We think of Canada as a long way north – but half its population lives south of Milan

Toronto: same latitude as Nice. Who new? Image: Getty.

This article was originally posted on David Taylor's data visualisation blog Prooffreader.com in November 2013. David very kindly agreed to let us repost it here, which is pretty lovely of him.

Canada is farther north than the United States: everybody knows this, and for the most part it's true.

But an article in Monitor on Psychology says people tend to take these geographical mental shortcuts too far: most Americans are surprised to find that all of Florida is farther south than the Mexican border, for example.

So let's see how much of the United States is below Canada's most southerly city, Windsor, Ontario (I won't cheat and count the little islands in Lake Erie that belong to Canada):


For the record, the red area comprises 22 per cent of the surface area of the contiguous United States (38 per cent if you include Alaska), and 15 per cent of its population. Windsor is just 25 km further north than the California-Oregon border.

The paper also states that both Americans and Canadians tend to imagine Europe to be more southerly than it is in relation to them: they equating Spain's latitude with the southern states, for example. Let's have a look, without that pesky Atlantic Ocean in the way:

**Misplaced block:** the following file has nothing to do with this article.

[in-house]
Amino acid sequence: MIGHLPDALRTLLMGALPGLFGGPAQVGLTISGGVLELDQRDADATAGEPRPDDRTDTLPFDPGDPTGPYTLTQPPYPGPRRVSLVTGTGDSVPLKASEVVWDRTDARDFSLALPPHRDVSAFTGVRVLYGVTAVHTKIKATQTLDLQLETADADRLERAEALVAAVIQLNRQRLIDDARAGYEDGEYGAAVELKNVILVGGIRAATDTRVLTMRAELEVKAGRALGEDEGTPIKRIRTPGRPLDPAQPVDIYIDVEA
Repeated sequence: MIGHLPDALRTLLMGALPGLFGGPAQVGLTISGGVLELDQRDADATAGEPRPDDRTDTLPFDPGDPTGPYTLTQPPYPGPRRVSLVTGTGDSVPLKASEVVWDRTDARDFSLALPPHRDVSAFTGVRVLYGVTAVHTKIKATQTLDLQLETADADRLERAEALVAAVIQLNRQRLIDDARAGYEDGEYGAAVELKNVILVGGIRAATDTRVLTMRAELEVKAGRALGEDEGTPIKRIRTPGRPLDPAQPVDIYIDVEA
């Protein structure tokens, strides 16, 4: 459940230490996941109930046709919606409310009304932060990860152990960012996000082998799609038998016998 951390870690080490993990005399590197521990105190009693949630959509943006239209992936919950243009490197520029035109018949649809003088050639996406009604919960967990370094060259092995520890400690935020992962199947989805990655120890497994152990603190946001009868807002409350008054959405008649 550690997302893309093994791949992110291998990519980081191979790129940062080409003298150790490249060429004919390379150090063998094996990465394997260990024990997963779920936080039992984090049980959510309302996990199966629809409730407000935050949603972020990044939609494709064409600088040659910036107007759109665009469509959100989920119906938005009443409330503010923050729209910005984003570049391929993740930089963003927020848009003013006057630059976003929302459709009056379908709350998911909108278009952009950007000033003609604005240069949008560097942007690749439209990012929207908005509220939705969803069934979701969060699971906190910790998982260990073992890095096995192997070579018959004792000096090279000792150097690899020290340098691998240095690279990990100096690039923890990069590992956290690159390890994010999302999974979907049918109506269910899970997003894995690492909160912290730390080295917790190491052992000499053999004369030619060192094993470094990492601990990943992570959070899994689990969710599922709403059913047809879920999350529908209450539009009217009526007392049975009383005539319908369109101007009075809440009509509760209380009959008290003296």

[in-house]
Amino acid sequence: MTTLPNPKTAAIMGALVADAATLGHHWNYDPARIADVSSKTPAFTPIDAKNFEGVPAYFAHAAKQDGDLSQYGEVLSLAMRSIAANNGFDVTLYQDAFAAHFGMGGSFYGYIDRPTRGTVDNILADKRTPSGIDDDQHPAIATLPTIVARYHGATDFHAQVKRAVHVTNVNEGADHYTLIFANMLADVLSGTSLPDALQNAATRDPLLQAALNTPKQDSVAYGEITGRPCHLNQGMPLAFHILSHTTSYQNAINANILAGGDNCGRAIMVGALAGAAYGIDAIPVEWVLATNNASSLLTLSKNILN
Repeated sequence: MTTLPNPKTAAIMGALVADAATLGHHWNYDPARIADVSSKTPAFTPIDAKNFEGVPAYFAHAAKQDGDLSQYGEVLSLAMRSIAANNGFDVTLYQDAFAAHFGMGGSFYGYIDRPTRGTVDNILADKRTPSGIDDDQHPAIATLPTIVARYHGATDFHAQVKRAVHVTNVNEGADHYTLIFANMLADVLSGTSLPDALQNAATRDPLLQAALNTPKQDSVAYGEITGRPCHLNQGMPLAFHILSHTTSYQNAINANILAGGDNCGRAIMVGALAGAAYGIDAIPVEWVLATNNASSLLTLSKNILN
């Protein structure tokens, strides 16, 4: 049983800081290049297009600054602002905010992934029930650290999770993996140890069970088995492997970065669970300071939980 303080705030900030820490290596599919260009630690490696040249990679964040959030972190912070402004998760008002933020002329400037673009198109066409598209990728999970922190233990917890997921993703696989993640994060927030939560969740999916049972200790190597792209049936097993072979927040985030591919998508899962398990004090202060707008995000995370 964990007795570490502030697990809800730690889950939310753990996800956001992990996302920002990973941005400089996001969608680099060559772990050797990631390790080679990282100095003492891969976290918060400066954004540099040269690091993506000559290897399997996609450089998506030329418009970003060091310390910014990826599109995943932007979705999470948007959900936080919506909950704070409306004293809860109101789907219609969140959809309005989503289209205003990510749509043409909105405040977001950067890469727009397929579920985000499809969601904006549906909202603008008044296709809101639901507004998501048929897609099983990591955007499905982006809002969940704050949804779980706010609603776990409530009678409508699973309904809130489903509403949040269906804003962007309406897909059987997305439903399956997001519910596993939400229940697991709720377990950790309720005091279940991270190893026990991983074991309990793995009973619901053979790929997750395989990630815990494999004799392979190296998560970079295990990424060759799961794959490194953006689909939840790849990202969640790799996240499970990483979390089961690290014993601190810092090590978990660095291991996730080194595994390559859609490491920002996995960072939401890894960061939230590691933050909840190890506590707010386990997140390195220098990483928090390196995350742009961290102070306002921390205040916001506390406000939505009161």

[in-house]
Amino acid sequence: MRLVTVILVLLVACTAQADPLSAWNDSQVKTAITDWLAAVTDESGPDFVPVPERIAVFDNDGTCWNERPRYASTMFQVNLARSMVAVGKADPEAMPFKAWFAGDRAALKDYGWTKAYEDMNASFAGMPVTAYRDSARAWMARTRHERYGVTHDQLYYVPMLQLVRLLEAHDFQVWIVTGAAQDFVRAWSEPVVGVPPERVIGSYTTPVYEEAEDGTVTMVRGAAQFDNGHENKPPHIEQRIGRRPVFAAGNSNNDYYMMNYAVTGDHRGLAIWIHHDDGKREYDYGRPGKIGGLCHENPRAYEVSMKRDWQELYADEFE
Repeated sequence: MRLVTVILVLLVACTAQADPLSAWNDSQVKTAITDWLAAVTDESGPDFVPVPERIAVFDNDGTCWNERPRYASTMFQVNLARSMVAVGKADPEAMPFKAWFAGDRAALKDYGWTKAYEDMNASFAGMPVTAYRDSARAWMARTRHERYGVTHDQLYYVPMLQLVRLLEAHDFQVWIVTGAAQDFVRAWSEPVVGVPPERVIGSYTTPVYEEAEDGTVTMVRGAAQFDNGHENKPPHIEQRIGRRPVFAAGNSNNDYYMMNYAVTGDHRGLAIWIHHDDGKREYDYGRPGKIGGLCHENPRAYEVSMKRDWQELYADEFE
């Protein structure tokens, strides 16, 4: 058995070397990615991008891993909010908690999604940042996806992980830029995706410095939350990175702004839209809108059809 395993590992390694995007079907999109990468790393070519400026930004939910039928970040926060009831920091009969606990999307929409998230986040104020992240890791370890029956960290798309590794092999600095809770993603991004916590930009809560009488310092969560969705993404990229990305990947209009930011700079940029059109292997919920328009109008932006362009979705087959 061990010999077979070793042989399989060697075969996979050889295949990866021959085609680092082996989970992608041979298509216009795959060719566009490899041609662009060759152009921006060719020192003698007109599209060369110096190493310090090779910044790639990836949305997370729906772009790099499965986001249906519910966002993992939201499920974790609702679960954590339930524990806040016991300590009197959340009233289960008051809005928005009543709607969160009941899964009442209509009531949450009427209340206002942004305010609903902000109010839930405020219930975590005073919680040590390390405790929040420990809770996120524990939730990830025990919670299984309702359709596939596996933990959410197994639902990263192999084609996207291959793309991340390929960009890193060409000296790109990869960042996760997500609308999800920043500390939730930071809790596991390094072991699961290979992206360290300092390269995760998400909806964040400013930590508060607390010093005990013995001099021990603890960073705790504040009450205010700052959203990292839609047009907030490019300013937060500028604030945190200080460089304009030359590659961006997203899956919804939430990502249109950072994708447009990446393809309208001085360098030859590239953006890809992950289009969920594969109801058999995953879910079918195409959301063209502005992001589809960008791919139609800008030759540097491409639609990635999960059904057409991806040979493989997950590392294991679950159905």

Once again using the online tool Mapfrappe, I've marked the Latitudes of Windsor and of the 60th parallel, which divides the Prairie provinces from Northern Canada.

You'll notice Windsor, which has some cold winters, is even with northern Spain, which decidedly doesn't. That's another mental shortcut we all share: north = cold. But it's not that simple when you have a nice Gulf Stream warming your coastline, as Europe does.

The geographical comparison was less surprising to me than the demographic one. In 2013, I posted a blog about Canadian population by latitude, whose data was a little coarse because Canada Post and Statistics Canada have copyrighted the most finely detailed geographical boundaries used in the census.

But a wonderful reader pointed me to the ISLCP II Project, which lists the population of the entire planet for every quarter-degree of latitude and longitude (albeit from 1995, but I'll take it). Have a look at the relative populations by latitude of the United States, Canada and Europe:

The most northerly Canadian city with a population of over 500,000 is Edmonton, Alberta: it's at about the same latitude as Dublin, Manchester and Hamburg. Around 15 per cent of Europeans live farther north than this. (The demarcation of Europe and Asia is fuzzily defined; I chose it as including Istanbul and Moscow, which is north of Edmonton.)


In fact, the median latitude of population in Europe is nearly 4 degrees higher than in Canada – that's around 400km.

Thanks to these histograms I realized I'm as susceptible to that misfiring geography heurism as anyone: in my mind, Hawaii was about the same latitude as Sacramento, California. But it's over 500km farther south than the mainland United States.

David Taylor is a Montreal-based writer, who runs the data visualisation blog Prooffreader.com.

Editor's note: the calculation that the median Canadian lives at between 45 and 46 degrees latitude, roughly on a par with Milan, is CityMetric's own. If we've screwed up, it's our error, not David's.

 
 
 
 

Older people need better homes – but then, so does everybody else

Colne, Lancashire. Image: Getty.